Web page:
Acknowledging, wi th the author , the problem of h is tor ical layer ing inVedic texts, the reviewer is incl ined to agree with his posi t ion, but f inds suppor t ive h is tor ical evide nce regret tab ly sparse in th is ch ap ter and e lsew here .A br oa de r d iscussion of socia l mi l ieux would ha ve benef it ted the read er , wi thout the necessi ty of drawing f rom outs ide the b ibl iography of th is volume.For example , the use o f d&na in the Rgveda (Rv.XA 17.2) appears to be mores t rong ly re l a t ed to com m on sense and se l f - compensa t ion : " Th e m an wi thfood in s tore who, when the needy comes in miserable case begging for breadto eat , hardens h is hear t against h imeven when of o ld he d id h im servicefinds n ot on e to com for t h im " (p . 45) . W ith du e respect to Professor H in-dery 's valuable insights and discussions, the reader would have prof i ted bys t ron ger ev idence dem on s t r a t in g e i the r the deg ree to which the f ea tu redethical systems (Vedic , Upanisadic , e tc . ) were socia l ly normat ive or what cul tu ra l g roups were r epresen ted by the t ex t s d i scussed in th i s vo lume. Theauthor 's exposi t ion of ear ly Indian phi losophical contr ibut ions to re la t ivelyco nt em po ra ry e th ical con cepts an d systems is m or e successfully co r rob or a t e d .

    The in t roduc to ry essay on Buddhi s t e th ics dese rves comment he re . Thereis a br ief desc r ip t ion of T he ra va da e th ics (about 7 pages) focusing on theFive Precepts (parlca-sila) and the Four I l l imi tables (brahmaviharas). T h e r e m ain de r ( 33 pages) o f th is cha p te r is devo ted to Mahay ana e th ics. T h e Bo-dhis at tva ideal serves as the cent ra l topic ar ou nd which the d iscussion i s or gan ized . T h e au th or has se lected his sources wi th a def in i te predis posi t iont o w a r d J a p a n e se f o rm s o f Bu d d h i sm , i n c lu d i n g t h e Diamond Sutra, LotusSutra, S h i n r a n ' s Letters, a n d J a p a n e s e No plays in h is analysis . Ind ian , Ti be tan ,and Chinese sources , however , are a lmost complete ly absent f rom this anal ysisthe author considers them to be less pervasive and less v iable represen ta t ions o f Mahayana t r ad i t ions p resen t today (p . 238) .In summ ary , the au tho r ' s op en ing d i scuss ion o f e th ica l t e rm s and concep t sleaves too many quest ions unresolved, which i s regret table , s ince any exposi t ion of e th ical systems hinges on a c lear understanding of such terms as"ethics" and "mo ral i ty ." His catego r izat ion of the Bo dhisat tva ideal solely asa mo del of e th ical a l t ru ism is unc onv incin g the bod hisat tva i s f ir st andfore m ost a soter iolog ical symb ol an d could ju st as easily sat isfy the re qu ire ments of the o ther two models . Professor Hindery covers a wide range ofmater ia l on e th ics in Indian t radi t ions, incorporat ing a var ie ty of opinions105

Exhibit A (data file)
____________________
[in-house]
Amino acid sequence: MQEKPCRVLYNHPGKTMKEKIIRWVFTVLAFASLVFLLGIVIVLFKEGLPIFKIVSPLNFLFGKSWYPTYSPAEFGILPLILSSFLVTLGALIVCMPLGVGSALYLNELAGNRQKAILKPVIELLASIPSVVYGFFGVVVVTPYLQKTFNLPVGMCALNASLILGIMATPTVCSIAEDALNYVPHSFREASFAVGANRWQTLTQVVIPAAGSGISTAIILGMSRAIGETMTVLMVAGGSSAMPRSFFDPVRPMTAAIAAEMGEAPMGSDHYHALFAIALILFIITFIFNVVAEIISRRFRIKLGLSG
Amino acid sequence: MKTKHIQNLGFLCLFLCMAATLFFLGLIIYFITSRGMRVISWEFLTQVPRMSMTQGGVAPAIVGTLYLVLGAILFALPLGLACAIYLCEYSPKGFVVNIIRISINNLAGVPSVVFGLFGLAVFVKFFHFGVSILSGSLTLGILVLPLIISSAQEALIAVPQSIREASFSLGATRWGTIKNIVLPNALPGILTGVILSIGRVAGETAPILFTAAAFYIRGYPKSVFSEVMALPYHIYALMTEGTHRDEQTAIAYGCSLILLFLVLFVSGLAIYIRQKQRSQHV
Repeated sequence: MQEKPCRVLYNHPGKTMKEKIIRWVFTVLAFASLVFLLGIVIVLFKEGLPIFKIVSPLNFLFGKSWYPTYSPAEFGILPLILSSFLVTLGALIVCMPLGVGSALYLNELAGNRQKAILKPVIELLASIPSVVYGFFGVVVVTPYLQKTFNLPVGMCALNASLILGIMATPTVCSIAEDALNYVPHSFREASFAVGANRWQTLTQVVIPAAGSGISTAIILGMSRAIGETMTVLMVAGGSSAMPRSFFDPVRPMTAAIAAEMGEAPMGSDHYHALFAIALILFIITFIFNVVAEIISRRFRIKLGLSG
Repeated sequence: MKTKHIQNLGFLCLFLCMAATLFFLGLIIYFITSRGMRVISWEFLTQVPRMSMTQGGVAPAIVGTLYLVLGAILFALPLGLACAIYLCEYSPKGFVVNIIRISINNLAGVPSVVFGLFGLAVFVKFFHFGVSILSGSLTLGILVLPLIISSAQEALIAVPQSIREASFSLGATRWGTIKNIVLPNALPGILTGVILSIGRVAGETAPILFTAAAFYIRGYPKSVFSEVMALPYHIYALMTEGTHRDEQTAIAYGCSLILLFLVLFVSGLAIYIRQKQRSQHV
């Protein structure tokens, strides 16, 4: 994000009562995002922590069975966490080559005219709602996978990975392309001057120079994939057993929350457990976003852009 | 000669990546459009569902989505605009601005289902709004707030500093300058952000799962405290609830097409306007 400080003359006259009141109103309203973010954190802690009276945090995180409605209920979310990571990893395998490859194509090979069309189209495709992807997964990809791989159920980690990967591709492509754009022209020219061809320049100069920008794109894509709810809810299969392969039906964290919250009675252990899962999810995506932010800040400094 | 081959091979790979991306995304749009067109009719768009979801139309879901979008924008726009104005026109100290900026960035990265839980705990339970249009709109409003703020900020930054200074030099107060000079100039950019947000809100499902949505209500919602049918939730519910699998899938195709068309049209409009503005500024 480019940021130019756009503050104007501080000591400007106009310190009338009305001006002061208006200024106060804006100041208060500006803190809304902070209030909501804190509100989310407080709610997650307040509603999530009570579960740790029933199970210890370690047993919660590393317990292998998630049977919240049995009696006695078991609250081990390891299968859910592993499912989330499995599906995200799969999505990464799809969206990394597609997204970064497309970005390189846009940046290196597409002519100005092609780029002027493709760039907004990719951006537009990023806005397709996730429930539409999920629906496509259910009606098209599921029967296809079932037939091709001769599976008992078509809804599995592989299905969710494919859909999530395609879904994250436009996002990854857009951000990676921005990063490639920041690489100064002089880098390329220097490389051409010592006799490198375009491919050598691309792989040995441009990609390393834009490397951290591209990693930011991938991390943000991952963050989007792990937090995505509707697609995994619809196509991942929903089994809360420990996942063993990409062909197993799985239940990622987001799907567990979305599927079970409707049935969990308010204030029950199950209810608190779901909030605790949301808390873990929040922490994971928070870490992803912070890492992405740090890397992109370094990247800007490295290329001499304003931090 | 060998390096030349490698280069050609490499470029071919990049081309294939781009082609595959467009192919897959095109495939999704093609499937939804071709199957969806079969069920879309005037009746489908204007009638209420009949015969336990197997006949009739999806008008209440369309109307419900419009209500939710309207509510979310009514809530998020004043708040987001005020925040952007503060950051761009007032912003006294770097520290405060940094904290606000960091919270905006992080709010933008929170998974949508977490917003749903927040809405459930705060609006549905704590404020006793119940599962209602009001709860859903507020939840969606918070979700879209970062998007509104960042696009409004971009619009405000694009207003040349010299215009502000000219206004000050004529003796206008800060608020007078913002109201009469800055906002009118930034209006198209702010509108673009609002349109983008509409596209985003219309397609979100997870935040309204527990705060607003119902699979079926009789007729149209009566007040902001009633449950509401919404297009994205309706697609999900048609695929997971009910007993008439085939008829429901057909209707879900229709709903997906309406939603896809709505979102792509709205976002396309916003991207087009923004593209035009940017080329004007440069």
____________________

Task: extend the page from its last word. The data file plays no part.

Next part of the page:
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    held by scholars f rom d ifferent d isc ipl ines . H e avoids dra w ing paral le ls tooquick ly be tween Ind ian and non-Ind ian e th ica l concep ts . Also , he has p re sen ted a va luab le d iscuss ion on the incorpora t ion o f ea r ly Ind ian thoughtinto con te m po ra ry e thical systems. This edi t ion is a useful s tudy if used incon cert w ith oth er tex ts . T h o u g h it is too diff icult lor the novice , ComparativeEthics should prove a valuable reference for those in terested in the socia l andpolitical sciences.

    Michae l B . Bemem

    Ma hayana Buddhist M editation: Theory and Practice, edited by Minoru Kiyota ,ass is ted by Elvin W .Jo ne s. H on olu lu: The Univers i ty Press of Hawaii , 1978.P p . 3 1 3 .

    Th is vo lum e is ded ic a ted to the me m ory of R ichard H . Robinson (1926-70) , who was ins t rumenta l in es tab l i sh ing a Buddhis t S tud ies p rogram a t theUnivers i ty o f W iscons in -Madison , w here he taugh t Ind ian ph i losophy , In d iancivi l izat ion and Buddhism. I t was his l i fe- long convict ion that the t ruths ofBu dd hism "were no t p rem ises fo r a deduc t ive sys tem bu t enunc ia t ion s o fgnosis ( ' saving knowledge ' ) to be medita ted upon unti l the hearer ' ca tches on 'a n d b re a k s th ro u g h to a n o th e r p l a n e o f b e in g . " {The Buddhist Religion: AHistorical Introduction, 1970, p . 29. ) I t is most appropria te , therefore , that th isc o mme mo ra t iv e v o lu me d e a l...